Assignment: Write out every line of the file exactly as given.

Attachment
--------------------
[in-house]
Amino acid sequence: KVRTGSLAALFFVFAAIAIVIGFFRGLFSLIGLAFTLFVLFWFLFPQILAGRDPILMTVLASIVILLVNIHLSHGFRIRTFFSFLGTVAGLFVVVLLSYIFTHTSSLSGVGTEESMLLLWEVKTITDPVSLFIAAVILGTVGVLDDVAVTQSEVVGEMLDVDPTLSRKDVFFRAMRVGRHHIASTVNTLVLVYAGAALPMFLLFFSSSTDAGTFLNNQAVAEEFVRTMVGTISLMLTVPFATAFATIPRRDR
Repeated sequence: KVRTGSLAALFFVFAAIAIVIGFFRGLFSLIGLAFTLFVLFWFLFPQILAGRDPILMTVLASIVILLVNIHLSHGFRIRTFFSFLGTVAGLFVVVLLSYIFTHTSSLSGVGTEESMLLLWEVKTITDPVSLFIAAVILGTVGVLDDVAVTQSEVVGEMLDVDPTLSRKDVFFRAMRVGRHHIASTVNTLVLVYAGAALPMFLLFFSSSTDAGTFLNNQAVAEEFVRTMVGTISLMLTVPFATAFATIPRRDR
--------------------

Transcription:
[in-house]
Amino acid sequence: KVRTGSLAALFFVFAAIAIVIGFFRGLFSLIGLAFTLFVLFWFLFPQILAGRDPILMTVLASIVILLVNIHLSHGFRIRTFFSFLGTVAGLFVVVLLSYIFTHTSSLSGVGTEESMLLLWEVKTITDPVSLFIAAVILGTVGVLDDVAVTQSEVVGEMLDVDPTLSRKDVFFRAMRVGRHHIASTVNTLVLVYAGAALPMFLLFFSSSTDAGTFLNNQAVAEEFVRTMVGTISLMLTVPFATAFATIPRRDR
Repeated sequence: KVRTGSLAALFFVFAAIAIVIGFFRGLFSLIGLAFTLFVLFWFLFPQILAGRDPILMTVLASIVILLVNIHLSHGFRIRTFFSFLGTVAGLFVVVLLSYIFTHTSSLSGVGTEESMLLLWEVKTITDPVSLFIAAVILGTVGVLDDVAVTQSEVVGEMLDVDPTLSRKDVFFRAMRVGRHHIASTVNTLVLVYAGAALPMFLLFFSSSTDAGTFLNNQAVAEEFVRTMVGTISLMLTVPFATAFATIPRRDR